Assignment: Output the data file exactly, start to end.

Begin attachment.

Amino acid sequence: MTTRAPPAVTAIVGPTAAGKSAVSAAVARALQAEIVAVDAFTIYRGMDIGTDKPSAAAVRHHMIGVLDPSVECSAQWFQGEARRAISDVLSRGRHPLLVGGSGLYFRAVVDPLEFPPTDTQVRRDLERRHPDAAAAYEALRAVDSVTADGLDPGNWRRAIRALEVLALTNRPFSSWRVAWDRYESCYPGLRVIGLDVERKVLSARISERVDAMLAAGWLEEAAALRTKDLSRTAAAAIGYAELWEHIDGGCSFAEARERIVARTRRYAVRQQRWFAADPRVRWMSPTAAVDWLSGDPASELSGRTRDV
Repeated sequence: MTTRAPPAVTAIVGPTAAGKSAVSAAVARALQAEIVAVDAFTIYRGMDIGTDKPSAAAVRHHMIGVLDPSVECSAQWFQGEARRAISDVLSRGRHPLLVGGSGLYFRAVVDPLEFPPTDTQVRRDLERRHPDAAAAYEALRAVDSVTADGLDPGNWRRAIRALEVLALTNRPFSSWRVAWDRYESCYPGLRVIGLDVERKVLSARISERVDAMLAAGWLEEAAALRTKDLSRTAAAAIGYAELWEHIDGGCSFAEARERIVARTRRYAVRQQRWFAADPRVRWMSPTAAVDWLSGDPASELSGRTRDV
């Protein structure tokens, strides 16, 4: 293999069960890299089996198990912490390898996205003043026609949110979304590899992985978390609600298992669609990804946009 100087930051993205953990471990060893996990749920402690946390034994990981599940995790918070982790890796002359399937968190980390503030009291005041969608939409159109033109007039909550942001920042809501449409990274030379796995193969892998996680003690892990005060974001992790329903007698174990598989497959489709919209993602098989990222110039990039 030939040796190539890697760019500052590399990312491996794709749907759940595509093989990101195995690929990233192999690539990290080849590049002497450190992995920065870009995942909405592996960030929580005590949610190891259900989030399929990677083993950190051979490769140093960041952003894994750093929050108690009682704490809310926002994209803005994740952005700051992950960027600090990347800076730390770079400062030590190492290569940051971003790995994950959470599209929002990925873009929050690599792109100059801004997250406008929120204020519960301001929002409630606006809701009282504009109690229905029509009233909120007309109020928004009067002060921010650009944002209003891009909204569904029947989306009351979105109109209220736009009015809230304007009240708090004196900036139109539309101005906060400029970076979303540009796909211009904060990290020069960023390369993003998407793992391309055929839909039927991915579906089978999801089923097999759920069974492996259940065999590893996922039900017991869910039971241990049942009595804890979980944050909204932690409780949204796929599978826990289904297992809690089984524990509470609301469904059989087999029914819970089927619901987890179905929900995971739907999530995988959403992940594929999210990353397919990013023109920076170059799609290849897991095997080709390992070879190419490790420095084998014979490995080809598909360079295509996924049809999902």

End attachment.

Amino acid sequence: MTTRAPPAVTAIVGPTAAGKSAVSAAVARALQAEIVAVDAFTIYRGMDIGTDKPSAAAVRHHMIGVLDPSVECSAQWFQGEARRAISDVLSRGRHPLLVGGSGLYFRAVVDPLEFPPTDTQVRRDLERRHPDAAAAYEALRAVDSVTADGLDPGNWRRAIRALEVLALTNRPFSSWRVAWDRYESCYPGLRVIGLDVERKVLSARISERVDAMLAAGWLEEAAALRTKDLSRTAAAAIGYAELWEHIDGGCSFAEARERIVARTRRYAVRQQRWFAADPRVRWMSPTAAVDWLSGDPASELSGRTRDV
Repeated sequence: MTTRAPPAVTAIVGPTAAGKSAVSAAVARALQAEIVAVDAFTIYRGMDIGTDKPSAAAVRHHMIGVLDPSVECSAQWFQGEARRAISDVLSRGRHPLLVGGSGLYFRAVVDPLEFPPTDTQVRRDLERRHPDAAAAYEALRAVDSVTADGLDPGNWRRAIRALEVLALTNRPFSSWRVAWDRYESCYPGLRVIGLDVERKVLSARISERVDAMLAAGWLEEAAALRTKDLSRTAAAAIGYAELWEHIDGGCSFAEARERIVARTRRYAVRQQRWFAADPRVRWMSPTAAVDWLSGDPASELSGRTRDV
């Protein structure tokens, strides 16, 4: 293999069960890299089996198990912490390898996205003043026609949110979304590899992985978390609600298992669609990804946009 100087930051993205953990471990060893996990749920402690946390034994990981599940995790918070982790890796002359399937968190980390503030009291005041969608939409159109033109007039909550942001920042809501449409990274030379796995193969892998996680003690892990005060974001992790329903007698174990598989497959489709919209993602098989990222110039990039 030939040796190539890697760019500052590399990312491996794709749907759940595509093989990101195995690929990233192999690539990290080849590049002497450190992995920065870009995942909405592996960030929580005590949610190891259900989030399929990677083993950190051979490769140093960041952003894994750093929050108690009682704490809310926002994209803005994740952005700051992950960027600090990347800076730390770079400062030590190492290569940051971003790995994950959470599209929002990925873009929050690599792109100059801004997250406008929120204020519960301001929002409630606006809701009282504009109690229905029509009233909120007309109020928004009067002060921010650009944002209003891009909204569904029947989306009351979105109109209220736009009015809230304007009240708090004196900036139109539309101005906060400029970076979303540009796909211009904060990290020069960023390369993003998407793992391309055929839909039927991915579906089978999801089923097999759920069974492996259940065999590893996922039900017991869910039971241990049942009595804890979980944050909204932690409780949204796929599978826990289904297992809690089984524990509470609301469904059989087999029914819970089927619901987890179905929900995971739907999530995988959403992940594929999210990353397919990013023109920076170059799609290849897991095997080709390992070879190419490790420095084998014979490995080809598909360079295509996924049809999902």